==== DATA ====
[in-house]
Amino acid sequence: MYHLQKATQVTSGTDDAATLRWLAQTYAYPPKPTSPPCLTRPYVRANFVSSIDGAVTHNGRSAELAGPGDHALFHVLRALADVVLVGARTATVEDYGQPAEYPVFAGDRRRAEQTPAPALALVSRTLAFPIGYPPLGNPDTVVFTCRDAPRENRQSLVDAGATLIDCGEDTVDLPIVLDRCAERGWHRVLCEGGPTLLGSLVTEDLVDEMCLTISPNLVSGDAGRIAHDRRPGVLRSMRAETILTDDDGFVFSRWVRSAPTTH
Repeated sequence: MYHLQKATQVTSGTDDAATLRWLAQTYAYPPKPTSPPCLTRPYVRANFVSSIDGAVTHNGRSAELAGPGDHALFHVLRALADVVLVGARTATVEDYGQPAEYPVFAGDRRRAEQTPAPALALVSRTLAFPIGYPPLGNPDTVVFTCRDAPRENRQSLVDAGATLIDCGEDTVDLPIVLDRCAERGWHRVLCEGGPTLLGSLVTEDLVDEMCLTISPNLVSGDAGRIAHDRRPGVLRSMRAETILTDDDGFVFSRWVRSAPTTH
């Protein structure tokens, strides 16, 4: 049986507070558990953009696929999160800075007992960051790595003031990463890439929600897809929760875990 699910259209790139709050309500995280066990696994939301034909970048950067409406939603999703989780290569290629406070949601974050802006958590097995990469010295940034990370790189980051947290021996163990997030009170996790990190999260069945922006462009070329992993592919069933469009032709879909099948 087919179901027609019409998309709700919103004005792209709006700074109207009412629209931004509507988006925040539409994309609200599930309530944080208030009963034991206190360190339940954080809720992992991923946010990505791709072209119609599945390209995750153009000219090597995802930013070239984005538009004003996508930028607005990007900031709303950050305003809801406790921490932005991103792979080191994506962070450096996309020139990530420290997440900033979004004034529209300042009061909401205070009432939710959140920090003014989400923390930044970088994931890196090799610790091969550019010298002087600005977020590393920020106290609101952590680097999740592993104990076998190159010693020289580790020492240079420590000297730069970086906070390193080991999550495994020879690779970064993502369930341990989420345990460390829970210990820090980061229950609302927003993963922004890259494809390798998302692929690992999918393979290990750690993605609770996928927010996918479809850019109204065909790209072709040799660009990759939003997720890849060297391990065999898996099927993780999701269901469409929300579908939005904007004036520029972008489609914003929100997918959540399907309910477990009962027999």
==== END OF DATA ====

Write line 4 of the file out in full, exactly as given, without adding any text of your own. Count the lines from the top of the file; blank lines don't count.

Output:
């Protein structure tokens, strides 16, 4: 049986507070558990953009696929999160800075007992960051790595003031990463890439929600897809929760875990 699910259209790139709050309500995280066990696994939301034909970048950067409406939603999703989780290569290629406070949601974050802006958590097995990469010295940034990370790189980051947290021996163990997030009170996790990190999260069945922006462009070329992993592919069933469009032709879909099948 087919179901027609019409998309709700919103004005792209709006700074109207009412629209931004509507988006925040539409994309609200599930309530944080208030009963034991206190360190339940954080809720992992991923946010990505791709072209119609599945390209995750153009000219090597995802930013070239984005538009004003996508930028607005990007900031709303950050305003809801406790921490932005991103792979080191994506962070450096996309020139990530420290997440900033979004004034529209300042009061909401205070009432939710959140920090003014989400923390930044970088994931890196090799610790091969550019010298002087600005977020590393920020106290609101952590680097999740592993104990076998190159010693020289580790020492240079420590000297730069970086906070390193080991999550495994020879690779970064993502369930341990989420345990460390829970210990820090980061229950609302927003993963922004890259494809390798998302692929690992999918393979290990750690993605609770996928927010996918479809850019109204065909790209072709040799660009990759939003997720890849060297391990065999898996099927993780999701269901469409929300579908939005904007004036520029972008489609914003929100997918959540399907309910477990009962027999």